Russia ‘may try to replicate its early plans to invade Ukraine on war anniversary’ | Russia

Russia could attempt to replicate a version of its original invasion plans, Ukrainian military officials believe, as Volodymyr Zelensky warned this weekend Vladimir Putin still has enough missiles to order heavier strikes.

Ukraine’s president was speaking the day after the latest wave of missiles targeting his country’s critical energy infrastructure after Russia launched 98 rockets on Friday at 20 towns and villages.

Officials said on Saturday, however, that repairs had been swift with water supplies restored across Kyiv and two-thirds of the capital now connected to electricity while the country’s second-largest city, Kharkiv, had been reconnected to the network after suffering a blackout. .

The infrastructure update came as a Ukrainian military commander warned Russia could again attempt to seize Kyiv after invading Belarus in the north, potentially towards the end of February, the anniversary of Putin first ordering his troops to invade.

War in Ukraine

Major General Andriy Kovalchuk revealed he could ‘predict’ Russian forces attempting to invade Ukraine north, east and south.

During interview with Sky News, Kovalchuk said: “We foresee such options, such scenarios. We are preparing for it. We live with the thought that they will attack again. It is our task.

His assessment comes as many analysts agree the 10-month war has reached another crucial stage, with both sides battling their way to a standstill, prompting Ukrainian military figures to plead with the West for more. weapons in order to regain the initiative.

Their nerves are unlikely to have been helped by reports that Prime Minister Rishi Sunak may be taking an unduly cautious approach after asking for an assessment of the war’s progress. Sunak’s request is said to have caused concern among some in Whitehall, with military leaders saying arms deliveries to Ukraine could prove decisive over the coming winter months.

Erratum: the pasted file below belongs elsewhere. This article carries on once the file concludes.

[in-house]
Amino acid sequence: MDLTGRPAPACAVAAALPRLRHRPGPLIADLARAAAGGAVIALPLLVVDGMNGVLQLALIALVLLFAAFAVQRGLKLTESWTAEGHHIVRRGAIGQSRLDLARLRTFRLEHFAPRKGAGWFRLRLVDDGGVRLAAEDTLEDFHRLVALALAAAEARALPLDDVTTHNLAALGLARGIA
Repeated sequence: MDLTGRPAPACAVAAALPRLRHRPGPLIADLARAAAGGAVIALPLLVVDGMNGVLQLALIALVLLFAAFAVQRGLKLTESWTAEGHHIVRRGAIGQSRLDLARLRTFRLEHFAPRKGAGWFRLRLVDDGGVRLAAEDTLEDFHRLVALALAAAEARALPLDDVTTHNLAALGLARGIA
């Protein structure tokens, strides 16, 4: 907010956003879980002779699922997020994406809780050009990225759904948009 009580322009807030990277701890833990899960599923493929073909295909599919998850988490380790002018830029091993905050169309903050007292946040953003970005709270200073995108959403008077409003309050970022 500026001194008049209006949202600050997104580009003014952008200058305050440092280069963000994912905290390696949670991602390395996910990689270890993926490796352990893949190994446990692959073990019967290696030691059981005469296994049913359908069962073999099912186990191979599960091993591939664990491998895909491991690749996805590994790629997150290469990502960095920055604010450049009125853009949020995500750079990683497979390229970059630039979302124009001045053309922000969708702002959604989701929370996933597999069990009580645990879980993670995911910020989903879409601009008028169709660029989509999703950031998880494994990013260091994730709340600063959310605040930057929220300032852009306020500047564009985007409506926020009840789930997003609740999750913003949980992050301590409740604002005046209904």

Last February, Russian forces crossed the border from Belarus into Ukraine’s capital, less than 20 miles from central Kyiv. However, the offensive stalled before Ukrainian forces launched a counteroffensive to drive the Russians out of the city and eventually across the border into Belarus.

Ukrainian soldiers fire artillery at Russian positions near Bakhmut in the Donetsk region. Photography: Libkos/AP

Kovalchuk said Kyiv would be better prepared to repel Putin’s troops in the event of a repeat scenario, adding “it will no longer be the case that they will just come in, like on February 24.”

Last week the Guardian revealed in a interview with Ukrainian Defense Minister Oleksii Reznikov that Putin is preparing for another major offensive in the new year.

Ukraine’s commander-in-chief, General Valeriy Zaluzhny, also revealed this week that he is planning another large-scale assault on Kyiv early next year. “The Russians are preparing some 200,000 new soldiers. I have no doubt that they will try another time in Kyiv,” Zaluzhny told the Economist.

Some analysts doubt Moscow will be able to mount a new ground offensive against Kyiv early next year, saying Russian forces are ill-prepared, battered and fatigued.

Meanwhile, in its latest intelligence update on Saturday, the Defense Ministry confirmed “a slight increase” in Russia’s campaign of long-range strikes against Ukraine’s critical national infrastructure.

Among the victims of the latest strikes was a toddler who was pulled by emergency teams from the rubble of an apartment building in the central town of Kryvyi Rih. Governor Valentyn Reznichenko of the Dnipropetrovsk region, where Kryvyi Rih is located, wrote on Telegram that “rescuers recovered the body of a one-and-a-half-year-old boy from the rubble of a house destroyed by a Russian rocket “.

A total of four people were killed in the strike and 13 injured, including four children, authorities said. The victims were “a 64-year-old woman and a young family with a small son,” Reznichenko wrote.

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